"In my view, experiential consultancies of the near future will evolve into something resembling an architectural practice. Some 70% of the world’s population will be urbanized by 2050. City planning could fall to people that are used to building customer experiences, to look at the design of city architecture as a user journey. From there an experiential architect could work with local government to ergonomically build cities around their citizens to improve the experience of living in large urbanised regions with huge populations."
Michael Brown, managing director, MKTG
"I like the thought of experiences being like live adverts – so it would be good to do more with them and potentially make them longer. And another area to explore more would be brand experience retail, so rather than an experience being a marketing spend, it becomes a revenue generator as well. Bars are a natural area for that, but we could think wider – change the face of retail and make it about experience." Jim Robinson, managing director, Frukt
"Agencies need to deliver an experience that isn’t just cool for the sake of being cool. I’ve seen that a lot with virtual reality, where it’s just chucked in. Our starting point is thinking about what would add value to the consumer’s day, and that may or may not be virtual reality – it’s not a default setting. We’ve just launched a permanent retail store for Guinness. It has a tasting experience at its heart, and there’s a beer ambassador who can talk people through the products. It’s using experience to drive traditional retail, which is something we work a lot with." Patrick Hammond, founder and director, Hot Pickle
"In essence, they will remain the same because at the heart of a great campaign is a great idea, action-led with a great purpose. If the creative isn't right, it is just wallpaper. When we get a good idea and it flies, the channel becomes irrelevant." Dom Robertson, managing director, RPM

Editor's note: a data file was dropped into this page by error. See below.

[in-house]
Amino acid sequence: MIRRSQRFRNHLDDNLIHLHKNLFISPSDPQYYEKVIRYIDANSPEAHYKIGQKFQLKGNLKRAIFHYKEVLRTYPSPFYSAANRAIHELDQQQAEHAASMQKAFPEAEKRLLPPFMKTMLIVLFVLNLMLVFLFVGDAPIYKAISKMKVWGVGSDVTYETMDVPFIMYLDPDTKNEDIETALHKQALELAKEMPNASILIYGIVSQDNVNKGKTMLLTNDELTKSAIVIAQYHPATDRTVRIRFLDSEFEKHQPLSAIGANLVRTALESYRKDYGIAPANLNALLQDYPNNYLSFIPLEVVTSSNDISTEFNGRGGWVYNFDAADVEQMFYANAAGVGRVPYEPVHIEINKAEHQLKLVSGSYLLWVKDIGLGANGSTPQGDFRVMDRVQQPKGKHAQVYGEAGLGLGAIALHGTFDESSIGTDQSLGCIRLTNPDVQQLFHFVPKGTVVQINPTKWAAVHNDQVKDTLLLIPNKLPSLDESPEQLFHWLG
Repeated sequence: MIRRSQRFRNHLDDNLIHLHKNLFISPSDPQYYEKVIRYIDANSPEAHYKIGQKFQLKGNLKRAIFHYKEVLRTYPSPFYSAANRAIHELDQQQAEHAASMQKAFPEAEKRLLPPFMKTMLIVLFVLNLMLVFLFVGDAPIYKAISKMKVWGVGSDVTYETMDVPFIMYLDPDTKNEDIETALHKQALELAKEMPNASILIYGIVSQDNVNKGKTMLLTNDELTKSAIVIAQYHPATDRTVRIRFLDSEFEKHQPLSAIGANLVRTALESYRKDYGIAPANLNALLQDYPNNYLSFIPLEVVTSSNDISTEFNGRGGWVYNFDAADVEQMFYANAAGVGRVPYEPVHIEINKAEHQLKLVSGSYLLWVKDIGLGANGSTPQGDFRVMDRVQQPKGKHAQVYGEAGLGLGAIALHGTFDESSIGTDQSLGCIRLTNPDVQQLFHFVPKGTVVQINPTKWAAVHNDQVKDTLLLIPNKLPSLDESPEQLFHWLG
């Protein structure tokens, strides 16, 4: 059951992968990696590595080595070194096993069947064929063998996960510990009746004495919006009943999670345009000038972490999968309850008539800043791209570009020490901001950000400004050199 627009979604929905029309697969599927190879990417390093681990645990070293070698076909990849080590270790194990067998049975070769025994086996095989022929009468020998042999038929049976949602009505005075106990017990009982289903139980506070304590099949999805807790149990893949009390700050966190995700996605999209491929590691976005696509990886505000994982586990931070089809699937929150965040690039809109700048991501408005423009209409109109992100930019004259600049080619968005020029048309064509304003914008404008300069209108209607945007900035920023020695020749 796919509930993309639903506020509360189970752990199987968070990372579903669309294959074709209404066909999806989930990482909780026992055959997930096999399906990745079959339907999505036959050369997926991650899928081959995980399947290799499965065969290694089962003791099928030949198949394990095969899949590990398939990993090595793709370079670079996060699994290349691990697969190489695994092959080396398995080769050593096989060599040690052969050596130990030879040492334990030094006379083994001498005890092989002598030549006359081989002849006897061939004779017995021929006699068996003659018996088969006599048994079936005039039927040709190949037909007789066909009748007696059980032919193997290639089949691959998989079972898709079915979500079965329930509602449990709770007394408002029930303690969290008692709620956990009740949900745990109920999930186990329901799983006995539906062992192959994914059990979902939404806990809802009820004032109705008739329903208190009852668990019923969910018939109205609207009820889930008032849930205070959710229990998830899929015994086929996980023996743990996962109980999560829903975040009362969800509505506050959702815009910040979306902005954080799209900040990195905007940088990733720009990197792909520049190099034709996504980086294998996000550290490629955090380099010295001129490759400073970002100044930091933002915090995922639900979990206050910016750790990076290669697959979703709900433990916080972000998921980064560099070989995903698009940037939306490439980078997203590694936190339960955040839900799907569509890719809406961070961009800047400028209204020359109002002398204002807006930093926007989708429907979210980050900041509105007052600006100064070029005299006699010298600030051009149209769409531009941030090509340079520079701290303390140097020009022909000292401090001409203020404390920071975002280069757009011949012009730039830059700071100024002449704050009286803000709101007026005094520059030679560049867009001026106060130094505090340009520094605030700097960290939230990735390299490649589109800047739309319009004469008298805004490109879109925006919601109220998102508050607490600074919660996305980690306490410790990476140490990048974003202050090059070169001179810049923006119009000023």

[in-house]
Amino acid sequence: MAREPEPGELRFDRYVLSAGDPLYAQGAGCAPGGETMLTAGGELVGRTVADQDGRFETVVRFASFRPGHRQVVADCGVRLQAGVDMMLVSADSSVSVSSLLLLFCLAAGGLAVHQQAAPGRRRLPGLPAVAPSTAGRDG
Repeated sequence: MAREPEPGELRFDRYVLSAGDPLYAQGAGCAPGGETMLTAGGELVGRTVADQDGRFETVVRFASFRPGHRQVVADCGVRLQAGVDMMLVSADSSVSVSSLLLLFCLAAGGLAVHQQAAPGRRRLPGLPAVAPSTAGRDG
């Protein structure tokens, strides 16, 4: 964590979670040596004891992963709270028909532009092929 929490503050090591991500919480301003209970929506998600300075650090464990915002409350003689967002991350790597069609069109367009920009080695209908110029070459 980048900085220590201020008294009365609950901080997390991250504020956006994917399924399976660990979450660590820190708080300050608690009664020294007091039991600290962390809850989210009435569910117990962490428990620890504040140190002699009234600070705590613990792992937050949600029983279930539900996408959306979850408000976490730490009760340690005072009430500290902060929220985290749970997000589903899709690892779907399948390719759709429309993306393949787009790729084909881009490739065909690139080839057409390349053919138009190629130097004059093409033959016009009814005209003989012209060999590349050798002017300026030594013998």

"Tech and digital will be at the core of everything we do, there will always be a physical touch point but tech will have to help that physical activation and accelerate it. Already everything we do is about creating shareable content and this will become more commonplace as tech also provides innovative interactions for more consumers to create and share their own content." Will Mould, managing director, XYZ
"Socially-activated systems are here to stay and we continue to see a huge demand for social-activated vending machines. Social can power anything, from billboards to doors, from cocktail makers to arcade games and socially-powered activations are becoming a staple within the industry, allowing for samples and products to be provided in a unique way while gaining valuable social interaction and reach. Systems can now work with Snapchat, Twitter and Instagram and this, alongside vending via emojis, is something we expect to see more of. Emotion analysis provides the perfect way to distribute product and samples in a fun and novel way. If you’re feeling sad, a machine in Topshop automatically detects this and provides a brightly patterned t-shirt, or if you’re feeling excited on a hot day, a machine vends you an on-trend festival-style hat. Another example could be giving away gig tickets. If you’re feeling a bit gloomy, here are some Elton John tickets for two. Or if you’re feeling sexy, you get two tickets for Rhianna." Chris Russell, managing director, Tribe Marketing
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